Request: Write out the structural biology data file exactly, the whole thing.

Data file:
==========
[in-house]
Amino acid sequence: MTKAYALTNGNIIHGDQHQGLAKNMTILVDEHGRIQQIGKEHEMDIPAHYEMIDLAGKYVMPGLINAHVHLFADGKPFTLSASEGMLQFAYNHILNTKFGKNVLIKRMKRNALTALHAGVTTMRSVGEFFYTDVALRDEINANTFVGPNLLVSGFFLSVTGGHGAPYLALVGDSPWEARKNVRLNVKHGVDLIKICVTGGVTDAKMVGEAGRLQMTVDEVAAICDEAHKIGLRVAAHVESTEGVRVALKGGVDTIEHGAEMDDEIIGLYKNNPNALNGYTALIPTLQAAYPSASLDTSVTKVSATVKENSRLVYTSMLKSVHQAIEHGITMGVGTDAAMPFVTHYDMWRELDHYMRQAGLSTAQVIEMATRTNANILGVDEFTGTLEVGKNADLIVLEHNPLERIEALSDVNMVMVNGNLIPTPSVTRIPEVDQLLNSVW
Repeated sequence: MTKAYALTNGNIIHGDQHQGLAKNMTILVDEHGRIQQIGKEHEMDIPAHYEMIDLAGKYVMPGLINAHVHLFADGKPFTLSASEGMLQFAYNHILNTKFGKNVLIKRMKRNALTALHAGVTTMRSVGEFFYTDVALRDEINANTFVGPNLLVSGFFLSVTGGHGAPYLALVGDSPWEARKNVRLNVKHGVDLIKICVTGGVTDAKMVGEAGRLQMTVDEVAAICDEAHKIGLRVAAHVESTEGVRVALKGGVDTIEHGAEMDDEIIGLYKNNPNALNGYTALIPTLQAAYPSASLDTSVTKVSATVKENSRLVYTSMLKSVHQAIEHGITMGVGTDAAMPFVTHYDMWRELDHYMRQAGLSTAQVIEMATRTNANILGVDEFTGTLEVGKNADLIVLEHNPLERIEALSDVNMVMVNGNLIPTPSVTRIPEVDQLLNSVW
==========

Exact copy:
[in-house]
Amino acid sequence: MTKAYALTNGNIIHGDQHQGLAKNMTILVDEHGRIQQIGKEHEMDIPAHYEMIDLAGKYVMPGLINAHVHLFADGKPFTLSASEGMLQFAYNHILNTKFGKNVLIKRMKRNALTALHAGVTTMRSVGEFFYTDVALRDEINANTFVGPNLLVSGFFLSVTGGHGAPYLALVGDSPWEARKNVRLNVKHGVDLIKICVTGGVTDAKMVGEAGRLQMTVDEVAAICDEAHKIGLRVAAHVESTEGVRVALKGGVDTIEHGAEMDDEIIGLYKNNPNALNGYTALIPTLQAAYPSASLDTSVTKVSATVKENSRLVYTSMLKSVHQAIEHGITMGVGTDAAMPFVTHYDMWRELDHYMRQAGLSTAQVIEMATRTNANILGVDEFTGTLEVGKNADLIVLEHNPLERIEALSDVNMVMVNGNLIPTPSVTRIPEVDQLLNSVW
Repeated sequence: MTKAYALTNGNIIHGDQHQGLAKNMTILVDEHGRIQQIGKEHEMDIPAHYEMIDLAGKYVMPGLINAHVHLFADGKPFTLSASEGMLQFAYNHILNTKFGKNVLIKRMKRNALTALHAGVTTMRSVGEFFYTDVALRDEINANTFVGPNLLVSGFFLSVTGGHGAPYLALVGDSPWEARKNVRLNVKHGVDLIKICVTGGVTDAKMVGEAGRLQMTVDEVAAICDEAHKIGLRVAAHVESTEGVRVALKGGVDTIEHGAEMDDEIIGLYKNNPNALNGYTALIPTLQAAYPSASLDTSVTKVSATVKENSRLVYTSMLKSVHQAIEHGITMGVGTDAAMPFVTHYDMWRELDHYMRQAGLSTAQVIEMATRTNANILGVDEFTGTLEVGKNADLIVLEHNPLERIEALSDVNMVMVNGNLIPTPSVTRIPEVDQLLNSVW